A bully is a bully is a bully, you’d think. But the truth is that not all bullies are made equal. Whereas men bullies tend to be equal opportunity aggressors, women bullies mostly bully other women. Yes. Unfortunately, according to a recent study, 80% of the bullying in the workplace conducted by women is directed at other women.
It’s hard to fathom why this would be, but once you start looking carefully at the current trend of bullying in the workplace, it starts making sense.
What are some of the reasons for women to direct bullying in the workplace towards their gender mates?
The concept of the queen bee syndrome was coined in the 1970s following a study at the University of Michigan where three researchers found that women who achieved success in male-dominated industries were sometimes likely to oppose the rise of other women. According to the article the researchers published, this phenomenon took place in large part due to the predominantly male work culture, which encouraged the few successful women who made it to the top to maintain their authority.
In male-dominated fields, women are led to believe that there are only a limited number of positions available to them. Convinced of the scarcity of opportunities, they defend their privileged positions by closing the door to all other women. In addition, in companies were most of the employees are men those women who make it often believe that if they help other women, the men in their organizations will see them as operating counter to their culture, which can make women lose their place in the boy’s club.
Another less discussed factor is that women are less likely to confront the woman bullying them in the workplace than men are. In other words, women are easier targets for bullies, because they tend to take the aggression quietly. And finally, we should take into consideration situations in which women employees don’t respond well to women bosses and undermine their authority with a lack of respect and a bad attitude. What they might take as a sign of leadership from a male boss they interpret as bitchy from a female boss. When these kinds of behaviors affect the woman boss’s ability to lead, she might turn it around and start bullying in the workplace to assert her authority.
Signs that women are bullying in the workplace
Women’s style of bullying in the workplace can take a variety of formats. As women in general tend to be less confrontational than men, some of the tactics they use are less easily identifiable by an external observer as bullying in the workplace. Yet, they are just as damaging as the tactics men might use.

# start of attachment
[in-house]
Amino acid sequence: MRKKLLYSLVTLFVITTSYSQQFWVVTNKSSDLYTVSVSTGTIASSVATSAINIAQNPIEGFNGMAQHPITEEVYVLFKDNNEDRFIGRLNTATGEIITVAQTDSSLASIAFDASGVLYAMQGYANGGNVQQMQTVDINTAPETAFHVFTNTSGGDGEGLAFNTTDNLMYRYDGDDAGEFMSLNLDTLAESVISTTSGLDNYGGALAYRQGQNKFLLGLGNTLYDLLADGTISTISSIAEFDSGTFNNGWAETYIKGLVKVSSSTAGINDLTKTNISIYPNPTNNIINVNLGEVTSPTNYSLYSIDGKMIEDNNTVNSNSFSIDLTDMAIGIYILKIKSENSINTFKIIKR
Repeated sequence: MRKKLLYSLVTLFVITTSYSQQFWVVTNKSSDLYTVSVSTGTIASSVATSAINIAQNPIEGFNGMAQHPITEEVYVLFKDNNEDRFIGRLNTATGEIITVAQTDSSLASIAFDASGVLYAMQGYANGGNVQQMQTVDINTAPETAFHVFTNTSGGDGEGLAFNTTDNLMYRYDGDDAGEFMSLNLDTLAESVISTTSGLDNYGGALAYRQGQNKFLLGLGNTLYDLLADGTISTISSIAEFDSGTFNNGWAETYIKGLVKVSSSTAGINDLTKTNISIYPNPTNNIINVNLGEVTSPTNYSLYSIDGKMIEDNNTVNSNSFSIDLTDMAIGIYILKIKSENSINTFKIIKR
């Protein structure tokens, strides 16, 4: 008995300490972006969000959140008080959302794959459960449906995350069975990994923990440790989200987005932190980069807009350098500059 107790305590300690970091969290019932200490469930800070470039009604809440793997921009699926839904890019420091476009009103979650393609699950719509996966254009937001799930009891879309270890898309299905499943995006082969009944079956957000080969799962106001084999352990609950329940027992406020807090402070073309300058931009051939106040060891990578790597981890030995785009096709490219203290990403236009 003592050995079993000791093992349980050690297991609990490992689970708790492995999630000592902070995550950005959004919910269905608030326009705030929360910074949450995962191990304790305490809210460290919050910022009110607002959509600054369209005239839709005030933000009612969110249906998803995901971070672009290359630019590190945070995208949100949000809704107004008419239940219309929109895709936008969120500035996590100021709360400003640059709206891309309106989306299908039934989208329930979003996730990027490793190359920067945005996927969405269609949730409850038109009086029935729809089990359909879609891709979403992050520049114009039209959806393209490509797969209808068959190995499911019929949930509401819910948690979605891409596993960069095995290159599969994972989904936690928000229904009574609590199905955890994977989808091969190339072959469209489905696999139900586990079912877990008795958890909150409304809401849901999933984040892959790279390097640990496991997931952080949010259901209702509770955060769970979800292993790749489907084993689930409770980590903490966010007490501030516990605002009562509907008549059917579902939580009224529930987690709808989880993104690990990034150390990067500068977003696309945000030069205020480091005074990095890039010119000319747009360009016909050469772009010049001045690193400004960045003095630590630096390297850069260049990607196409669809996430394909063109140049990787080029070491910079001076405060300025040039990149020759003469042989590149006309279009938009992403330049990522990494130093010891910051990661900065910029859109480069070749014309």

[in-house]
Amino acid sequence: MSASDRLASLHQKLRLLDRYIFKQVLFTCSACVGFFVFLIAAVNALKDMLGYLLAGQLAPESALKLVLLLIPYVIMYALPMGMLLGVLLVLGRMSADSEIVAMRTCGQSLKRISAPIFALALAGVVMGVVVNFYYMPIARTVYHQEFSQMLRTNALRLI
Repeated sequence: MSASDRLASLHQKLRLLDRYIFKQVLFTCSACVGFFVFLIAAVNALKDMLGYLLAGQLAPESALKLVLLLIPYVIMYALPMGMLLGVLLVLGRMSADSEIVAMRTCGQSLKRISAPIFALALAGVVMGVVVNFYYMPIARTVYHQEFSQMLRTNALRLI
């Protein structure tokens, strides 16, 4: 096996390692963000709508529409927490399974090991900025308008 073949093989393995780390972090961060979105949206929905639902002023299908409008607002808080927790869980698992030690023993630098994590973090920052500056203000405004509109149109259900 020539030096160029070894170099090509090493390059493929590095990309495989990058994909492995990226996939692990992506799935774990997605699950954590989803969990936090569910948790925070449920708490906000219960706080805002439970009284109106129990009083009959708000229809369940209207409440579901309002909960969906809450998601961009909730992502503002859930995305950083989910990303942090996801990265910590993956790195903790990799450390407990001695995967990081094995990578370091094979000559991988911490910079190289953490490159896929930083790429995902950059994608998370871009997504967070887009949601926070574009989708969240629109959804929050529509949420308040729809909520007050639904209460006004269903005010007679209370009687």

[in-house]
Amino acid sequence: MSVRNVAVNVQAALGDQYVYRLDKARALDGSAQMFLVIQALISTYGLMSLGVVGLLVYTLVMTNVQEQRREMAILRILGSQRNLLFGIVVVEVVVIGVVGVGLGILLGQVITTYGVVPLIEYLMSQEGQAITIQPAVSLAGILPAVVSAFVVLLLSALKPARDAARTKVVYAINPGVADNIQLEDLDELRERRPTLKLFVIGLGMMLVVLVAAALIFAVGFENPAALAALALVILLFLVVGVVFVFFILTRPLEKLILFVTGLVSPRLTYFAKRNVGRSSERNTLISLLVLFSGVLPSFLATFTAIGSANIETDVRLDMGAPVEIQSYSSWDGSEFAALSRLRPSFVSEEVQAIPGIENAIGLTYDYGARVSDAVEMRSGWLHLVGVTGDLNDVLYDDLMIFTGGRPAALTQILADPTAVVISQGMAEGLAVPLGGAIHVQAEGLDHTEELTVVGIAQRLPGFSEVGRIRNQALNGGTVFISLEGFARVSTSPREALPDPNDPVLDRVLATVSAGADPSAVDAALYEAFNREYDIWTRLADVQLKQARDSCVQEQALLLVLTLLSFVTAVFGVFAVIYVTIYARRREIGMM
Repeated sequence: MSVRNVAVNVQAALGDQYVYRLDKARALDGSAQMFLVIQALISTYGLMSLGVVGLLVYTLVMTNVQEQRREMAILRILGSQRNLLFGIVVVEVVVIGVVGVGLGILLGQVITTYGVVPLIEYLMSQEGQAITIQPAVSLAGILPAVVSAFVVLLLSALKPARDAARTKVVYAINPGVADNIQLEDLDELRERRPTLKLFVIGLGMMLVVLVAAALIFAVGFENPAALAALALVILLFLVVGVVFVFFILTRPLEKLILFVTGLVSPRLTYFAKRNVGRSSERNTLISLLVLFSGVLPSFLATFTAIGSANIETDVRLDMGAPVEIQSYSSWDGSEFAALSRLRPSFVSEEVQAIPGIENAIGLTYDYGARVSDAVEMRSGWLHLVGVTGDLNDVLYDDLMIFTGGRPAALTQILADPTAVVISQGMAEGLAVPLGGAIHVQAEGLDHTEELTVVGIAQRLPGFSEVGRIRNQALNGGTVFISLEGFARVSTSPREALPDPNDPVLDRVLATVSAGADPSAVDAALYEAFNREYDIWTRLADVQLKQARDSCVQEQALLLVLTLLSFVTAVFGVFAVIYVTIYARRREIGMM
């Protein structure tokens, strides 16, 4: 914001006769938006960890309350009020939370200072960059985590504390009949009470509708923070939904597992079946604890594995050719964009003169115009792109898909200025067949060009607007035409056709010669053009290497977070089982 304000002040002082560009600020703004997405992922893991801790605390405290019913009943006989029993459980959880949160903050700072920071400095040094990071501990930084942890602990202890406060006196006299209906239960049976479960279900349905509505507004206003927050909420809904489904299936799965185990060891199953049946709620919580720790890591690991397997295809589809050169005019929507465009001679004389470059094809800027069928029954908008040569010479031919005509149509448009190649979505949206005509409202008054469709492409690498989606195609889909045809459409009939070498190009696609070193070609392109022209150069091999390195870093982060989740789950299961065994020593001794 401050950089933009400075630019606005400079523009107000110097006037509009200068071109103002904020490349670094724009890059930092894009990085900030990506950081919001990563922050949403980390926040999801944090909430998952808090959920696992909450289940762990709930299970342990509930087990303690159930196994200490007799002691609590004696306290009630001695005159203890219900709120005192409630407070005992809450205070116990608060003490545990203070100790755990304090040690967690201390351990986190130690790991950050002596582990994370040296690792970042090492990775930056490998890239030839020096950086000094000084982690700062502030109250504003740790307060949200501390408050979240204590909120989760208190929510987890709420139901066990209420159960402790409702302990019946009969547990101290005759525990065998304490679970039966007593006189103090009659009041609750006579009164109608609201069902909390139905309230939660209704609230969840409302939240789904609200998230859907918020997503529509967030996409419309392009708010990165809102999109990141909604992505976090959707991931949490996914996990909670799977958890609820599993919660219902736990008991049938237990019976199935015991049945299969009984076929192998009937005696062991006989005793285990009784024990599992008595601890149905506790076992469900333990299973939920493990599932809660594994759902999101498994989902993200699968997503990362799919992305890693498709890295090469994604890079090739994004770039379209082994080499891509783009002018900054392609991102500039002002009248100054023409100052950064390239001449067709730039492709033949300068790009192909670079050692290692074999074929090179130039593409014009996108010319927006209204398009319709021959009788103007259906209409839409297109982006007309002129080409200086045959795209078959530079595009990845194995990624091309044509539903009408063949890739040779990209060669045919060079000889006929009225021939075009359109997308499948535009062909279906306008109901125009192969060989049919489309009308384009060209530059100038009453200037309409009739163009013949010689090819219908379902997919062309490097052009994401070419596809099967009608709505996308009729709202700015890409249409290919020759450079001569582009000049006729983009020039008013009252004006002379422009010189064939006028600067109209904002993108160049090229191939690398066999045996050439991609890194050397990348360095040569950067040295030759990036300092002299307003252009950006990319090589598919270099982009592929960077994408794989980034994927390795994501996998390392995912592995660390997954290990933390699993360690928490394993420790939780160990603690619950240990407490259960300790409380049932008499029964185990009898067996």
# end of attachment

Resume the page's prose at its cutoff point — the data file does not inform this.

Here are some signs to watch out for:
- Underhanded comments about how you are dressed: “You’ve just come from the beach, haven’t you?”
- Comments about your intelligence: “Please put on your smart cap for a moment.”
- Playing hot / cold to keep you on your toes. One day she pulls you in to share something private and the next day she purposefully keeps you out of a meeting you should have been included in.
- She gossips about you behind your back, creates untrue stories about you, suggests you might not be a good fit for projects that you know you’d be perfect for. In other words, erodes your reputation.
- The woman in question is much more demanding of other women than of men in the organization.
7 steps to combat bullying in the workplace by another woman
First and foremost, recognize you’re being bullied. This is the first step to recovering your self-esteem, which is likely hurting from the ongoing workplace bullying you’ve been subjected to. It’s key to realize that it is not your fault that you’re being bullied.
- Begin a careful investigation among the women in your group, team, or department who deal with the woman giving you grief. Find out if anyone else feels the way you do. Find out if anyone has discovered an effective way to deal with the bully.
- Seek the help of a mentor outside of your department to avoid conflicts. If the woman doing the bullying in the workplace is your boss, carefully evaluate who could be a good mentor who would not take what you say back to the bully.
- Prepare for and set up a conversation with the woman who is bullying you. Calmly explain how her behavior is affecting you. Remain rational and calm, as bullies tend to enjoy inflicting emotional pain on their victims. Give concrete examples. “Laura, when you bring me into your confidence one day and you keep me out of an important meeting the next, I feel confused. I would very much appreciate if we could figure out a way to align our goals so I can support your agenda more effectively.”
- Keep a journal of all interactions and document everything. Print and save emails, voice mails and any other communication that could be useful in the future if you decided to bring your case to HR.
- If the help you receive from your mentor or your conversation with the bully is not enough to stop the bullying in the workplace, set up a conversation with Human Resources. But be aware that they don’t need to keep your conversation confidential, so treat it as if they were going to report it back to the bully.
- If everything else fails, you might need to consider making a lateral move or leaving the company altogether.
Your health and wellbeing should always come first. So if you can’t stop bullying in the workplace, and you can’t find anyone who cares, your next step may need to be out the door.